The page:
San Diego Mayor Signs $5.8 Billion Budget, 13.7 Percent Increase From Last Fiscal Year

San Diego Mayor Signs $5.8 Billion Budget, 13.7 Percent Increase From Last Fiscal Year

San Diego Mayor Todd Gloria speaks at the press conference at H Barracks to rally support for his proposed budget, in San Diego on June 6, 2024. (Jane Yang/The Epoch Times)

City News Service
City News Service


Updated: 6/14/2024


SAN DIEGO—Mayor Todd Gloria Friday officially signed into law the $5.82 billion Fiscal Year 2025 “Protecting Our Progress” budget passed unanimously by the City Council earlier this week.
The budget includes revisions to the initial March budget proposal, as well as recommendations from the city’s Independent Budget Analyst. The budget represents a 13.7 percent increase over the $5.12 billion budget for the 2023–24 fiscal year.
“From the start of the process, my commitment to San Diegans was clear: We will navigate our way through these challenging financial circumstances and protect the progress we have made on our top challenges. Together, we’ve done that,” Mr. Gloria said. “I’m grateful for the partnership with the City Council in delivering this fiscally responsible budget that continues to move our city forward. This budget truly represents our shared vision, hard work, and unwavering dedication to making our city the best it can be.”
March’s initial $5.65 billion budget proposal received mixed reviews from the San Diego City Council and the public, which called out cuts to equity programs, police and fire academies, and some parks and libraries.
Through a public engagement process which several council members called the most “robust” they had seen in decades of service, many initially proposed cuts were ultimately rolled back, despite the city facing a $172 million deficit tied to the end of federal COVID-19 relief funds.
“San Diegans rely on the services in this budget, and despite difficult financial headwinds, the City Council came together to protect these programs, and the mayor ensured their preservation by quickly signing this document into law,” said Councilman Kent Lee, who chairs the council’s budget committee. “I thank my council colleagues and Mayor Gloria for adopting a final budget that prioritizes housing affordability, homelessness, road repair, and public safety—while also addressing numerous community investments including direct support for flood victims, library and park enhancements, and support for at-risk youth.”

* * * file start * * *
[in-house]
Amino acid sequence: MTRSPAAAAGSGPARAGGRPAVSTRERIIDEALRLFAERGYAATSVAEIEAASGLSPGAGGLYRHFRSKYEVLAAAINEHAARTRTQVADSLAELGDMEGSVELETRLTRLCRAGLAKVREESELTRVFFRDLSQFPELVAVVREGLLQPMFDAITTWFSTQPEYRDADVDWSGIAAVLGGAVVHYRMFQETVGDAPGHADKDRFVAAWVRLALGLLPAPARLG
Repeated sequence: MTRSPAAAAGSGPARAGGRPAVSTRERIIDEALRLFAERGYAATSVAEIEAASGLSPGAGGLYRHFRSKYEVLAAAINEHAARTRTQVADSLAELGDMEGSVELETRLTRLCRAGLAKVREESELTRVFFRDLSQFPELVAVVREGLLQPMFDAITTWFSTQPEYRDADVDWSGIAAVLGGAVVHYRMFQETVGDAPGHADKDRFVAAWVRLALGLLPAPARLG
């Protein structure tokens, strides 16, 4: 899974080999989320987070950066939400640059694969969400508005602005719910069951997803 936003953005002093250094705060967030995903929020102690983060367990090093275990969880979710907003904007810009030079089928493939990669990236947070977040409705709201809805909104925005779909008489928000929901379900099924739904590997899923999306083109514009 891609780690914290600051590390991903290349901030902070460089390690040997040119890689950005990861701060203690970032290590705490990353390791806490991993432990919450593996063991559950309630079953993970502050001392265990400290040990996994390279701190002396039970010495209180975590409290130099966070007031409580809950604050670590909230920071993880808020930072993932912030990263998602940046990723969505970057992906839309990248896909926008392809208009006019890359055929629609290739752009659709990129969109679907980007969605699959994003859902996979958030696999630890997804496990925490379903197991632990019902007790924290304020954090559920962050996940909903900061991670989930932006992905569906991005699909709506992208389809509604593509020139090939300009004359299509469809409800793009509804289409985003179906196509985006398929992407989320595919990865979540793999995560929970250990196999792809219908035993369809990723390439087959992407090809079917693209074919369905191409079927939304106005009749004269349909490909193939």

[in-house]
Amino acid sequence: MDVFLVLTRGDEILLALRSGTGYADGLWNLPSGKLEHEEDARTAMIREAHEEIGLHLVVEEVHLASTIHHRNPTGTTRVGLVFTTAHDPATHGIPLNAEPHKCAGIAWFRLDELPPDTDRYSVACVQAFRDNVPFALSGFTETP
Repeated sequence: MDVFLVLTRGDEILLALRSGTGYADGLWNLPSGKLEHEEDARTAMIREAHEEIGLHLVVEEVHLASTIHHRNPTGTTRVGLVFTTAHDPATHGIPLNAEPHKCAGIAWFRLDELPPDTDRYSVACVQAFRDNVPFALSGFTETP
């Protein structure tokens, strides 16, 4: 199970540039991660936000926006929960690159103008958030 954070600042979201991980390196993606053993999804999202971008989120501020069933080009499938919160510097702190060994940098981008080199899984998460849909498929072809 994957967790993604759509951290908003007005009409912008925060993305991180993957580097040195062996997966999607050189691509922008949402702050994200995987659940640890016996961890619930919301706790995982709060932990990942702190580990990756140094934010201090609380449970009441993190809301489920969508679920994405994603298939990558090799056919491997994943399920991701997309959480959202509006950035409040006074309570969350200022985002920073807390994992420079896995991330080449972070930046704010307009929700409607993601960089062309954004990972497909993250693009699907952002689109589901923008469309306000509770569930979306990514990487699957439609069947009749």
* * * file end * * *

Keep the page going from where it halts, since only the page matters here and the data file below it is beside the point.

The Protecting Our Progress budget includes a roughly $28 million increase in homelessness services funding, including Gloria’s plans to turn H Barracks, the city-owned former Navy land adjacent to the San Diego International Airport, into around 200 spaces as part of the San Diego’s Safe Parking Program, as well as the proposed 1,000-bed shelter at Kettner and Vine, in the Middletown area.
The latter project has generated public debate, with multiple closed- door meetings to discuss its feasibility but no public hearings as of yet. Protesters had been gathering to decry what they called a lack of public input on the lengthy lease project.
“That we would allocate [Community Development Block Grants] to the shelter when there has been no discussion does not sit right with me,” Councilwoman Vivian Moreno said June 11. “This proposal is far superior from the mayor’s proposed budget but it in no way signals support for the 1,000-bed shelter.”
The proposals come at a time when a ticking clock means the Golden Hall men’s shelter must close before the end of the year, and with it the more than 250 beds. Father Joe’s Villages announced this week it was planning to transition its Paul Mirabile Center and 350 beds for homeless San Diegans into a detox center.
Those actions combined could result in a loss of 600 beds at a time when homelessness continues to increase throughout the county.
Since the initially proposed budget, Mr. Gloria took other actions to save money, including suspending non-essential spending in city departments, as well taking action to ensure the city is filling “only the most critical positions” before the end of the fiscal year.
Additionally, Mr. Gloria proposed sweeping balances from some special funds into the city’s general fund, suspending contributions to reserves and using one-time measures such as requesting that the San Diego Housing Commission use $15 million in its reserves to partially fund existing programs.
Items added at June 11’s Council meeting include $8.4 million general fund expenditure modifications such as $3 million for the city’s community equity fund for Jan. 22 flood victims and $1 million for a youth care and development program. The additions were offset by $8.4 million in revenue sources, backed up as realistic by San Diego’s Independent Budget Analyst Charles Modica.
According to Mr. Modica, the cuts in this year’s budget are planned as one-time slashes to the budget, but next year may see more significant, permanent cuts unless San Diego can secure another source of revenue.
Jane Yang contributed to this report. 

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